The National Atheist Party was poised for its big break into the public consciousness. The Primordial Punch was brewed. The Darwinian Pigs-in-a-Blanket were all cooked. The Religion-Free Party Favors were all snuggled into their agnostically-sealed swag bags. The party was about to become a political force through their secular summit. And then the whole thing got canceled because of a lack of funding. Too bad. I don’t know if that faith repellant they ordered is returnable. Comments from the party president, Troy Boyle, are kind of sad:
After this year’s amazing Reason Rally, and flush with our successful recruiting and a spike in donations, we decided to hold our own secular event. NAPCON 2012 was supposed to be our biggest and best public event; our chance to show the U.S. that we could fund and organize a large, noteworthy and impressive “Secular Summit” that would attract media buzz and even more interested members and donations. The reality is that we can’t. The donations simply aren’t there and if we went ahead with the event as planned, it would bankrupt us.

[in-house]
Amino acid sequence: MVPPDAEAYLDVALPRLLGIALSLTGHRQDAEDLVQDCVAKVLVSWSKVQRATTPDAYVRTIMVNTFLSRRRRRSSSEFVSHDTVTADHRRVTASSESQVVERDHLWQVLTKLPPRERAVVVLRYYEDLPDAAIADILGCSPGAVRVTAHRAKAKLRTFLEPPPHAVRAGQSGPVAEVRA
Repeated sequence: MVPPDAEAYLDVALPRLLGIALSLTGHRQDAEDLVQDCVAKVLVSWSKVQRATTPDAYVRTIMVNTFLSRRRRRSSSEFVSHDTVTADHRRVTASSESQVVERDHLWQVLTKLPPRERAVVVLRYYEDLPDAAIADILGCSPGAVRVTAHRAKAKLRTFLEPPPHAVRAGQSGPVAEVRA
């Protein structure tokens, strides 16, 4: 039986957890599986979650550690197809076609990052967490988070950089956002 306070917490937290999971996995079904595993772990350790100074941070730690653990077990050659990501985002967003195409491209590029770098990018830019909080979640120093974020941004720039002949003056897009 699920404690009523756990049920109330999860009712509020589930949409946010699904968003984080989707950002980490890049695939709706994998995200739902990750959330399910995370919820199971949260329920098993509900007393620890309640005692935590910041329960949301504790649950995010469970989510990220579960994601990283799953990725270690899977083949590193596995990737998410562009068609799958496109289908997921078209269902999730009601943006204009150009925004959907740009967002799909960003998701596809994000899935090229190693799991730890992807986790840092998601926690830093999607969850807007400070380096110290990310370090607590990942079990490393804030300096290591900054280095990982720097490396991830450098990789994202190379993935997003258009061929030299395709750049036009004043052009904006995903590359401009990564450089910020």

This just goes to show, again, that the majority of Americans just don’t buy into atheist dogma. We might purchase The God Delusion because it’s controversial and we want to know what new insult Dawkins has crafted for us, but atheists couldn’t have alone made the book a bestseller. I fail to see why this small group has such a profound influence on public policy. “You can’t have the Ten Commandments there.” No. That might offend the small number of American atheists who sure take “non-existent” things a whole lot more seriously than the rest of us do.
I used to annoy the Atheist Club members that would set up on the walkway at Georgia Tech by asking them if they would like to join my Anti-Mermaid Club. They weren’t amused. I just thought it was kind of silly for them to create an entire philosophical system on the basis of something not existing. Yep. Sounds pretty bankrupt to me.